I woke up at 7am in Chicago in a hotel room by myself. I have no plans and no friends around. My work here was completed last night and between 7am and my flight at 8am tomorrow morning, I have zero obligation. I packed a bag with 2 cameras, 2 lenses and clothes for a range of 50° - 80° weather (because Chicago is crazy). 8am and I was out the door. My single objective today was to photograph whatever inspired me around the city. There had been mentions of meeting with some local photographers that I connected with on Facebook but besides that, I didn't even plan a route or destination. I wanted to wander.
Chicago is architecturally beautiful. Any google search of Chicago will speak to it's incredible skyline and the beautiful building design and I, like many others before me, walked around the city with my eyes looking towards the sky. But as I photographed throughout the day and into the night, what I began to notice was not so much the beautiful buildings but the size of these giants scaled against people. Around town I would see large groups of people or individuals carrying on with their day against these massive skyscrapers. It made them look ridiculously small, and when they're alone, it makes them seem tiny and alone in a big world. Its easy to feel the weight of being alone. Especially being an outsider in a city and observe as the world moves forward with or without you. At the very same time however, I also felt the power of making my own way and answering only to myself on which way the day was going to go.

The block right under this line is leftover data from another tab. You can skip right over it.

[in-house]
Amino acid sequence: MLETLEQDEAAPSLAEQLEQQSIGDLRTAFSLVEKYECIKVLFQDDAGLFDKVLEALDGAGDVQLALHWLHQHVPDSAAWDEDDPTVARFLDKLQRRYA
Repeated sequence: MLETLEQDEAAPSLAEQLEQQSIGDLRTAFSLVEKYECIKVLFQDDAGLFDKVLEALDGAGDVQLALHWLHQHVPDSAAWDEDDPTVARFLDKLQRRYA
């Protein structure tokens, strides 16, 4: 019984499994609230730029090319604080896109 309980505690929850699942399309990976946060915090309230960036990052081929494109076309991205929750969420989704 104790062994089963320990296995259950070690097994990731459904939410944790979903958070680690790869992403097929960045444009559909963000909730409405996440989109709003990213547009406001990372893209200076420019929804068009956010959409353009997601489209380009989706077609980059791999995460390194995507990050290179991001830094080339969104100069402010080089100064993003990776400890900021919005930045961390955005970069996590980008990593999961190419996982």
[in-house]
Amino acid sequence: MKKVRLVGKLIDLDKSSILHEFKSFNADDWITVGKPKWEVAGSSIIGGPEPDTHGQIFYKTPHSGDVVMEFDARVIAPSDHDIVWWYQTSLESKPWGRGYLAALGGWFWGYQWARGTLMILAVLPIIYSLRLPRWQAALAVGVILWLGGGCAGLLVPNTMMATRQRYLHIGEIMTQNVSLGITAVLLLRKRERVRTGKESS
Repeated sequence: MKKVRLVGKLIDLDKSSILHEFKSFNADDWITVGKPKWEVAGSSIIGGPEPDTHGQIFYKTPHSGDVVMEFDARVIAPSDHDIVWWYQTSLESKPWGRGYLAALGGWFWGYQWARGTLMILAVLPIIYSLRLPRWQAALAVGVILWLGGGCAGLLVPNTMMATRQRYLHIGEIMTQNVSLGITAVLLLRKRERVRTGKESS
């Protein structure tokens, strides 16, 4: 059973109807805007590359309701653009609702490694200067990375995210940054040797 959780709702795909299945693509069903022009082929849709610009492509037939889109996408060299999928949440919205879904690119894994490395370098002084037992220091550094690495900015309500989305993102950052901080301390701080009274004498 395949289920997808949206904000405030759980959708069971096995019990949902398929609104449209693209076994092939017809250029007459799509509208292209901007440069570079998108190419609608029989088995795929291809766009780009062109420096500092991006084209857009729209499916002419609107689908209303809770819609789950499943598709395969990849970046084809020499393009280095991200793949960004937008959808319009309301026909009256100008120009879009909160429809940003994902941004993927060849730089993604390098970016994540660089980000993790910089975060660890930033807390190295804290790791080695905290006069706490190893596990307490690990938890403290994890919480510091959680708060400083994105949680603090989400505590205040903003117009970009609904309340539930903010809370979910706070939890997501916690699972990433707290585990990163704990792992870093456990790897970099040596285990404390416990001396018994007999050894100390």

Looking back at this day, I realized that the photos and video were just a small part of my experience. The feelings of being alone is a large city of strangers can feel inspiring and motivating while at the same time feel like you're about to be swallowed into a huge void of infinite nothing. Experiencing extreme alone-ness and loneliness which feel like they should be the same thing but are complete different.
People are often given labels with words or phrases like: social, loner, introvert, extrovert, good with people, more of a lone wolf, popular, not good with people etc. I believe everyone is on some level all of those descriptions. People are different to different people. You are never the same to everyone and you are only truly yourself when you're alone.
With the non stop chatter and collaborative social network and careers that we all have now, it's harder to be alone. Curiously, the rate of reported loneliness have climbed to 1 in 5 Americans in 2017. Maybe we need a little more alone time so we don't feel so lonely.